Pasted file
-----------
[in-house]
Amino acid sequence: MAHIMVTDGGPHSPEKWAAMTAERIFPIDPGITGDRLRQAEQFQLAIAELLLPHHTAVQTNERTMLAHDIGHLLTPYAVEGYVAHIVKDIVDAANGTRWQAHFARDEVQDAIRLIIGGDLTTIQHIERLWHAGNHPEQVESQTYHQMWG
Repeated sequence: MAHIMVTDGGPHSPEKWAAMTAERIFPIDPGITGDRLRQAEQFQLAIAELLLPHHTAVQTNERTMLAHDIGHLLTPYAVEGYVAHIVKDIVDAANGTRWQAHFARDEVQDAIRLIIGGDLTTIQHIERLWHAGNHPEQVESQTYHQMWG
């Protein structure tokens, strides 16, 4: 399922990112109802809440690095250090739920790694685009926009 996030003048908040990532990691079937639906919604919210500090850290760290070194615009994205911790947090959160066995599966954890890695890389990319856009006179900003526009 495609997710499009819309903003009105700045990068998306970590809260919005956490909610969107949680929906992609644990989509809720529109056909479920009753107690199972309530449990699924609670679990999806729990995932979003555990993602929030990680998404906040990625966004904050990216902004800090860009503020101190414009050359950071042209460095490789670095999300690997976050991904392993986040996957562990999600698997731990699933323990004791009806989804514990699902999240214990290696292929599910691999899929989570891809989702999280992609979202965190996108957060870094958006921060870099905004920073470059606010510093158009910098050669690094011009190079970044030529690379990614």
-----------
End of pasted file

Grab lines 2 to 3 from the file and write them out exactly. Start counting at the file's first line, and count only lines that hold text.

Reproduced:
Amino acid sequence: MAHIMVTDGGPHSPEKWAAMTAERIFPIDPGITGDRLRQAEQFQLAIAELLLPHHTAVQTNERTMLAHDIGHLLTPYAVEGYVAHIVKDIVDAANGTRWQAHFARDEVQDAIRLIIGGDLTTIQHIERLWHAGNHPEQVESQTYHQMWG
Repeated sequence: MAHIMVTDGGPHSPEKWAAMTAERIFPIDPGITGDRLRQAEQFQLAIAELLLPHHTAVQTNERTMLAHDIGHLLTPYAVEGYVAHIVKDIVDAANGTRWQAHFARDEVQDAIRLIIGGDLTTIQHIERLWHAGNHPEQVESQTYHQMWG